- Tell me about your approach in leading people which do not report to you. What techniques do you use?
- Describe your definition of leadership. Based upon your description, describe a time where you have had an opportunity to use these attributes in your work.
- What attributes do you feel make a good leader? Describe a time where you have demonstrated those attributes at the workplace.
- Please describe in detail a project that you were responsible for. How did you carry out the project and what were the end results?
- Tell me about a team project when you had to work with someone difficult?
- Tell me about a time you had a conflict at work.
- Give an example of a time you had to respond to an unhappy manager/customer/colleague.
- Tell me about a time that you disagreed with a rule or approach.
- Tell me about a time you had a conflict on a team project.
- Tell me about a time where you felt that a colleague had misrepresented your idea.
- When have you been under tremendous pressure on the job and how did you handle it?
- Tell me about a situation where you had to solve a difficult/challenging problem.
- Describe a situation in which you found a creative way to overcome an obstacle.
- Tell me about a time that you identified a need and went above and beyond the call of duty to get things done.
- Tell me about a time when you came up with a new approach to a problem.
- What’s the most innovative new idea that you have implemented?
- Tell me about two improvements you have made in the last six months.
- What was the best idea you came up with in your last job?
- Describe a time when you anticipated potential problems and developed preventative measures.
- Describe a difficult problem you have encountered at work and how you dealt with it.
- Tell me about a time when you had to analyze information and make a recommendation.
- What is your greatest professional failure?
- Tell me about a mistake that you made.
- What was your biggest mistake and what did you learn from it?
- Tell me about a decision you regret.
- What is your greatest professional regret?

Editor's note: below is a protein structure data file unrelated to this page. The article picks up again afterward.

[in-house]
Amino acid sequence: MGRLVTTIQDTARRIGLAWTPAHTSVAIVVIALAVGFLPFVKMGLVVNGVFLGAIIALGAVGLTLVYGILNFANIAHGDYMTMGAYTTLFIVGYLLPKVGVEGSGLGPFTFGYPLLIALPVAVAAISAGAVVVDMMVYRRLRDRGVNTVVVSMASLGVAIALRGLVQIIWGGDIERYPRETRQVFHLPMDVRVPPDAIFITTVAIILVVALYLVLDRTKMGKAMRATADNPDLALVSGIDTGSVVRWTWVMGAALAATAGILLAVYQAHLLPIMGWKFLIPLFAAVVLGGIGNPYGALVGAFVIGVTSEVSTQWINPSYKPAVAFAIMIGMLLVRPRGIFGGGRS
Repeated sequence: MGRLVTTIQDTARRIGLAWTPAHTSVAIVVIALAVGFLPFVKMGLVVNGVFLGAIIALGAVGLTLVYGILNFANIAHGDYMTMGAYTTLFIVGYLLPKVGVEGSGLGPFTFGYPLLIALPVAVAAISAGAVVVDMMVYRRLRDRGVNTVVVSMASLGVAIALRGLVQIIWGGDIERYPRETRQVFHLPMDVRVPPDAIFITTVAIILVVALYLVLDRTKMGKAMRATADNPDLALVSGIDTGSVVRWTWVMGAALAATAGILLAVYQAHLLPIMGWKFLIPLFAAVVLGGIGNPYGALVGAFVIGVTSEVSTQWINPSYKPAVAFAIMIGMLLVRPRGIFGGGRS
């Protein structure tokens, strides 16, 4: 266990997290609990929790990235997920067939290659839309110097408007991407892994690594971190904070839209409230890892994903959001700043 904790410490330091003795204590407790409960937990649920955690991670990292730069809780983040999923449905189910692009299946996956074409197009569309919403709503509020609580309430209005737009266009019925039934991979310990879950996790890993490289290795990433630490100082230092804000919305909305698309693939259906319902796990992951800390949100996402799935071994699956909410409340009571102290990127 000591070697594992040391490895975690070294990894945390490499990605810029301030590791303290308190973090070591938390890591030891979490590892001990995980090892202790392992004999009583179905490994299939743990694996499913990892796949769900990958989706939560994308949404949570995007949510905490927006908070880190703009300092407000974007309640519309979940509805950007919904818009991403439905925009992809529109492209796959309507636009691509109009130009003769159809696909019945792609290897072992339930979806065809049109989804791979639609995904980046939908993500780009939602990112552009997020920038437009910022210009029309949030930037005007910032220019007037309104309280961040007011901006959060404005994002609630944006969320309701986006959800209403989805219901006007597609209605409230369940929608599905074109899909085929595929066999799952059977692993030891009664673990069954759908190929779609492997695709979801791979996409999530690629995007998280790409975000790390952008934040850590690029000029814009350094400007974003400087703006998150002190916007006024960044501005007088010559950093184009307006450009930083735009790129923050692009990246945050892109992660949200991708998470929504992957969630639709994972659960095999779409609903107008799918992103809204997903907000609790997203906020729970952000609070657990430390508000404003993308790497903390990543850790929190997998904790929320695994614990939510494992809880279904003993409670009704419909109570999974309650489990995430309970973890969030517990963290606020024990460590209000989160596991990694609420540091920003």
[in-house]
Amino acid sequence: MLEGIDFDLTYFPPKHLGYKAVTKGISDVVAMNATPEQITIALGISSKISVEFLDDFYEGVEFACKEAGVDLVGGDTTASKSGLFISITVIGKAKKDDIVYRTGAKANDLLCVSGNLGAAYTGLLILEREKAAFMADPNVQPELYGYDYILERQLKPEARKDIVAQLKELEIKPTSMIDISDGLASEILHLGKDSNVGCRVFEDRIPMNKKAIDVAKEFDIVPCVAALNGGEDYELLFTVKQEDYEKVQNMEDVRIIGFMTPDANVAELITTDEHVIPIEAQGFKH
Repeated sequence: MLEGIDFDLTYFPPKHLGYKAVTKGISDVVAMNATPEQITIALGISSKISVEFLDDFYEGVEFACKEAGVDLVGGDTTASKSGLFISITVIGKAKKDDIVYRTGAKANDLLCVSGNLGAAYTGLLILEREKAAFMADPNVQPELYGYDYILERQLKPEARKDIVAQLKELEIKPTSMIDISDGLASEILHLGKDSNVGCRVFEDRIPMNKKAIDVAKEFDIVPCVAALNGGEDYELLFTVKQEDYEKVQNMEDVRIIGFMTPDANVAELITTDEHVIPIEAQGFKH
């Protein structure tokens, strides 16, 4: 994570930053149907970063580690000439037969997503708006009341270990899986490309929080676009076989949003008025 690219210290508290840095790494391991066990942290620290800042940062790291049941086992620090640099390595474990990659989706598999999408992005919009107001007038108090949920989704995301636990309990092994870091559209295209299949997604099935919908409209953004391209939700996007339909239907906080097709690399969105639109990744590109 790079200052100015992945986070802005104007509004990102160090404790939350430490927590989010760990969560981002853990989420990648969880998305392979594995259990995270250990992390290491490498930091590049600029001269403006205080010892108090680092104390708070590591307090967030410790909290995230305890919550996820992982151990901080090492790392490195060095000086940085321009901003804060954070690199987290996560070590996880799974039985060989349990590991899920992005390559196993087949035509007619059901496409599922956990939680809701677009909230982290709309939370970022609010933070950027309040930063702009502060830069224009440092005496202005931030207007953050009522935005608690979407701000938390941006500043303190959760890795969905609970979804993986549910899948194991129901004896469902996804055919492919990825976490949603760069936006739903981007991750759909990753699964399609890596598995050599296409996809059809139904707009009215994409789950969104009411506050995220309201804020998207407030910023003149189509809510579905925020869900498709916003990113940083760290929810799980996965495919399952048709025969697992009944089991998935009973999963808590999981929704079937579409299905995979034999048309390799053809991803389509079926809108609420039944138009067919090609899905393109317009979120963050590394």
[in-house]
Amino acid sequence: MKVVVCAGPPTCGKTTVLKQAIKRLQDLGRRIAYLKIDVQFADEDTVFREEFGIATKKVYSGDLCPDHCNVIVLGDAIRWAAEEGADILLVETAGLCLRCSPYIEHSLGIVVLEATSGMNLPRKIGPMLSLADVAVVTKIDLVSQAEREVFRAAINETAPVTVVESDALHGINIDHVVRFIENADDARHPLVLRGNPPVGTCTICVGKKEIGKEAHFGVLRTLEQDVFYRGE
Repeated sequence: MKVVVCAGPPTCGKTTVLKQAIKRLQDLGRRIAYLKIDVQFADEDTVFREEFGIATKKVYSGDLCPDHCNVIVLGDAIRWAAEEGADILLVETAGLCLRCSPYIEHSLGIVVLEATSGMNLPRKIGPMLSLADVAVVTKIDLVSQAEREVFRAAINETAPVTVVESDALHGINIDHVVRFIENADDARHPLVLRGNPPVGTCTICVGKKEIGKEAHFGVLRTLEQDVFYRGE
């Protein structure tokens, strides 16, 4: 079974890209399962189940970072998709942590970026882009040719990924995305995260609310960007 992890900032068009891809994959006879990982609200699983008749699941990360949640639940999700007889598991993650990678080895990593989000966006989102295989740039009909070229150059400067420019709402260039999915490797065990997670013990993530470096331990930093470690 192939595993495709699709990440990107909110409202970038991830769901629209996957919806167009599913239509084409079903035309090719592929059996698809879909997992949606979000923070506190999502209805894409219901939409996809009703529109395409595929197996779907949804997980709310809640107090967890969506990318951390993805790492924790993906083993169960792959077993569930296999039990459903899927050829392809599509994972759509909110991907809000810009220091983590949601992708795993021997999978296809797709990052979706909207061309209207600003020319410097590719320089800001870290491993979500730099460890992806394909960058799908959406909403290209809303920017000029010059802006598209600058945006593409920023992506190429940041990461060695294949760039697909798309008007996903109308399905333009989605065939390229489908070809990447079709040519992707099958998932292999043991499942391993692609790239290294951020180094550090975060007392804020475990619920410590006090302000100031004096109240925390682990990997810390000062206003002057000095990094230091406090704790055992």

- Tell me about a project that did not go according to plan. What corrections did you make and what were the results?
- Tell me about a time that you went above and beyond the call of duty to get things done.
- When have you worked the hardest?
- Describe a time when you had to overcome a significant obstacle on an important project.
- Tell me about a time when you had to juggle multiple important projects.
- What is your proudest or creative career accomplishment to date?
- Give me an example of a goal you reached and how you achieved it.
- What was the most useful criticism you received and how did you use it to change?
- If there was one area you’ve always wanted to improve upon, what would that be?
- Describe the steps you go through to make an important decision. Please provide an example.
- Tell me about a situation where you had to make a quick decision. How difficult was it to do so?
- Describe the thought process you went through to make one or two of the most critical decisions of your career.
- Have you ever had to bend the rules? Tell me about an example of a time which this occurred and the items you took into consideration to make that decision.
- Tell me about a time when you got results when others tried and failed.
- Have you ever persuaded management to do something they were reluctant to do? Describe how you did it and the outcome.
- What is your process for prioritizing responsibilities? Provide an example.
- What could you do to be more efficient?
- Please provide me an example of a typical work day and how you go about prioritizing tasks.
- Describe a time when you receive information about a project or work related item that was critical to success. How did you share the information with the team? When did you share your information?
- Describe a time and approach that you used to explain a complex technical problem to a nontechnical audience.
- What is the most important piece of professional writing you have produced?
- Tell me about a time when you had to teach/train someone on a new skill or business process. What approach did you take?
- Provide an example of when you used your verbal communication skills to influence a person or group.
- We find that what works with one person does not necessarily work with another, so we must be flexible in our style of relating to others. Give an example of when you had to vary your communication style with a particular person.